It’s 1872 and a reckless band of outlaws has robbed a stagecoach, killed two men and kidnapped an innocent young woman. When word of the tragedy gets back to town the local lawmen, Yancy and Cooper Landon, find themselves (along with two other tag-along’s) in pursuit. In the story that follows Cotton brings the reader deep inside a story of lawmen and outlaws, successfully capturing an authentic feeling of the old west. While Entwined Paths is book #2 of the Landon Family Saga it can easily be read as a stand-alone novel. It does reference book #1 but it does not rely upon it. Having missed reading Confessions of a Gunfighter should not prohibit any reader from picking up Entwined Paths although I highly recommend them both to any western novel fan.
Cotton absolutely shines when it comes to developing characters and writing dialogue. These are, by far, the greatest strengths of Entwined Paths. The cast of characters in Entwined Paths consists of some very obvious good guys such as lawmen Yancy and Cooper Landon; there are very obvious bad guys such as Utah “Stew” Baine and Cliff Curtis; then there are guys like Brian Clark and Lee Mattingly that seem to walk a fine line between good or bad depending upon the situation. Cotton deftly develops each character to near perfection and builds a strong emotional connection between character and reader. The minor characters such as Rusty, Clay, Clyde, Ned, Tussle, etc. are all well-written and it is a pleasure to read about their adventures. An admirable quality in Cotton’s writing of Entwined Paths is the depiction of women. It is cliché western writing to write women as meek and burdened by the hard living of the wild west, as a “saloon girl” or working in a whorehouse. Cotton writes both Jessica and Josie as proud and strong women who are able to bravely face the trials that come their way. The dialogue, also, was superb. During every conversation it feels less like reading a book and more as though the reader is eavesdropping on a conversation. The dialect, vocabulary and diction also felt very authentic which helped to develop realism. A common flaw in western fiction is to fall into writing clichéd phrases but Cotton avoids that trap. The characters in Entwined Paths did use words such as “reckon” but it felt genuine instead forced.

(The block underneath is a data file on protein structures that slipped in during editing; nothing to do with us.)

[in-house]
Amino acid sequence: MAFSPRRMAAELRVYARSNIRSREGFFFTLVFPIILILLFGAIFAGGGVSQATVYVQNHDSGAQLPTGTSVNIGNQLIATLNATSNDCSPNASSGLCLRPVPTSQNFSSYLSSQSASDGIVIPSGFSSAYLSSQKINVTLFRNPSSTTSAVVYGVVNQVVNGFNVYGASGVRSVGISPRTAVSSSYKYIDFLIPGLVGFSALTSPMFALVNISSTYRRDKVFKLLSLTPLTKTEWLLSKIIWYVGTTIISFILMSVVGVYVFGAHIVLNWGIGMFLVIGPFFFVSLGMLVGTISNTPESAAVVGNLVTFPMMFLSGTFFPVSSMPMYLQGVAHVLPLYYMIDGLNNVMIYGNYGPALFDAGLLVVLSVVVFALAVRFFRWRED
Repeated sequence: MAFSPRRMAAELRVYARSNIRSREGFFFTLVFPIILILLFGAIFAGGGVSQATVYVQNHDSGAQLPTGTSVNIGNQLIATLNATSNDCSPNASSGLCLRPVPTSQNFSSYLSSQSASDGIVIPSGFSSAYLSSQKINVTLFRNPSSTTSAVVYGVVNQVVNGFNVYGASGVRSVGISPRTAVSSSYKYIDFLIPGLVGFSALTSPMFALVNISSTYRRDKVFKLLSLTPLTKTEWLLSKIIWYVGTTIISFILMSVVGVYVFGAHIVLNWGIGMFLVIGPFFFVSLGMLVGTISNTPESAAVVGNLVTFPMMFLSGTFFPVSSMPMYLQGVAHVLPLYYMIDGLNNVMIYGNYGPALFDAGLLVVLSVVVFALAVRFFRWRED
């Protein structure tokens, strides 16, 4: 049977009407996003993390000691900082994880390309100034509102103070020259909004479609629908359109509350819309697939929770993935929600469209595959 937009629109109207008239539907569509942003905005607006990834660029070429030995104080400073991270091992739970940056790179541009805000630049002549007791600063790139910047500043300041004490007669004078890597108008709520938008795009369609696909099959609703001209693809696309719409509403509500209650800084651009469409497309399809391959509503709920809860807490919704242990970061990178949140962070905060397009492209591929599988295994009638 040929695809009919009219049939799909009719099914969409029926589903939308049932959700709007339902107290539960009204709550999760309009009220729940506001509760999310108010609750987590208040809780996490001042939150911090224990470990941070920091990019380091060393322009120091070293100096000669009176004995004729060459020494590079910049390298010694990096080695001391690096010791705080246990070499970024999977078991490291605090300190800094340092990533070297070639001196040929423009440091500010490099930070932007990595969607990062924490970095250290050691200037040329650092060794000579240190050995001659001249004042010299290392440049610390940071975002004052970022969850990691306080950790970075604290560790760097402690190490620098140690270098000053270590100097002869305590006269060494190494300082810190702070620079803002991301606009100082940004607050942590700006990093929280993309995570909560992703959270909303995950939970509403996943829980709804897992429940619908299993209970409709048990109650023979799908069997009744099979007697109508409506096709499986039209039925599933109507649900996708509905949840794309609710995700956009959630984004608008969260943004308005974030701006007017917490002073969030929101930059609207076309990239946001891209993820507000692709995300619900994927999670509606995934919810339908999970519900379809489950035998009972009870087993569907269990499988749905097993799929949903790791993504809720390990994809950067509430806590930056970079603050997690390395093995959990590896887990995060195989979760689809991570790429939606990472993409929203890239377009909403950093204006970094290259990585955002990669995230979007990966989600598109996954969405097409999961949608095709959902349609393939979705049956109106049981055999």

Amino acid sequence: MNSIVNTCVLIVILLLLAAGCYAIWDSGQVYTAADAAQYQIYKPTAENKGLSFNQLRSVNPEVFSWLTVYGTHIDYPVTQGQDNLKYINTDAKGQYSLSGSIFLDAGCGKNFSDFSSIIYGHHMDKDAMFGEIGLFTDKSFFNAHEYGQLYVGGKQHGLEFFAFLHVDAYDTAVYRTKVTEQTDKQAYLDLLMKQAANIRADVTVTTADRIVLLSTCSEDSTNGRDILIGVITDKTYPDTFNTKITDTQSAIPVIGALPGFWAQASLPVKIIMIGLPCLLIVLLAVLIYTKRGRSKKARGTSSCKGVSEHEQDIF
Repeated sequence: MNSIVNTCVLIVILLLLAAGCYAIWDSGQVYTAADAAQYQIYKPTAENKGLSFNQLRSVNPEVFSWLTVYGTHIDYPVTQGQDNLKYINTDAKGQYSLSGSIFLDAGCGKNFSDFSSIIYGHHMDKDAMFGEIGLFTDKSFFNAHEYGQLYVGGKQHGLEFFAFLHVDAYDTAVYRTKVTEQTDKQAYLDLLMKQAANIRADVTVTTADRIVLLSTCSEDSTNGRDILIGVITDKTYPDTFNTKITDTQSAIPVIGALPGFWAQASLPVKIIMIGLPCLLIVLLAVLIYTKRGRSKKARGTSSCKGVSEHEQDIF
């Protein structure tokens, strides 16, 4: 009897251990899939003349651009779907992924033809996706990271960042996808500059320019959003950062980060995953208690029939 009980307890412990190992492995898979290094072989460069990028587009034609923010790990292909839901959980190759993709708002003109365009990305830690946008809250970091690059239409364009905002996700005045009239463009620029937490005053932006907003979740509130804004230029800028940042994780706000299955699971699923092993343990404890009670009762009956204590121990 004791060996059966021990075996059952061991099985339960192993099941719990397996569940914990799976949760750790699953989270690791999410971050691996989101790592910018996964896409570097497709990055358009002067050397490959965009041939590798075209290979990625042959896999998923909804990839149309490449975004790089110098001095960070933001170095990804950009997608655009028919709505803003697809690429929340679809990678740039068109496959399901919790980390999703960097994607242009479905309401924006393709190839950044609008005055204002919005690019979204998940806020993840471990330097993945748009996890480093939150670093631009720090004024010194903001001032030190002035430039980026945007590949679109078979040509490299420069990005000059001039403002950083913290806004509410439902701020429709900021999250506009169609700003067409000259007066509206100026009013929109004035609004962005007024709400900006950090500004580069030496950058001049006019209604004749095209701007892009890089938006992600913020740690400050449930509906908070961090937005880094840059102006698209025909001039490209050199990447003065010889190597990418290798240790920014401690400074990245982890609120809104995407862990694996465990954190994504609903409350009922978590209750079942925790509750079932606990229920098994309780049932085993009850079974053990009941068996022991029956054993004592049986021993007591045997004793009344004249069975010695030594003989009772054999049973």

The only thing lacking in Entwined Paths was the setting. It is the one area in which Cotton’s writing fell short. The pace, the plot, the characters and the dialogue were all incredible. Entwined Paths prove Cotton’s skill and talent as he wove together a very intricate story that brought characters together, then apart, then together again. Cotton wrote with such meticulous care when developing all aspects of Entwined Paths yet the setting seems to have been overlooked. The physical descriptions of the land, the towns and the camps were all lacking any genuine detail. During the ambush on the mesa the intensity of the scene was there as far as character conflict and emotional investment but it was a challenge to actually picture it. It was the one disappointment with the novel although the other aspects of the novel were so strong it’s easy to overlook.
Entwined Paths is a complex and well-written western fiction. It gives a reader everything they could ever want from a Wild West novel –lawmen, dirty outlaws, stagecoach robberies, kidnappings and shoot-outs. As with Confessions of a Gunfighter, the violence in the novel is limited to gunshots and a few punches. It is not heavily descript with graphic depictions of blood or gore which makes this an acceptable read for teens. Also notable, Entwined Paths is only one chapter of the Landon family saga so do not expect this story to end when you turn the final page. The adventures of this family go well beyond these entwined paths.
Review by Ashley LaMarClosed the Cover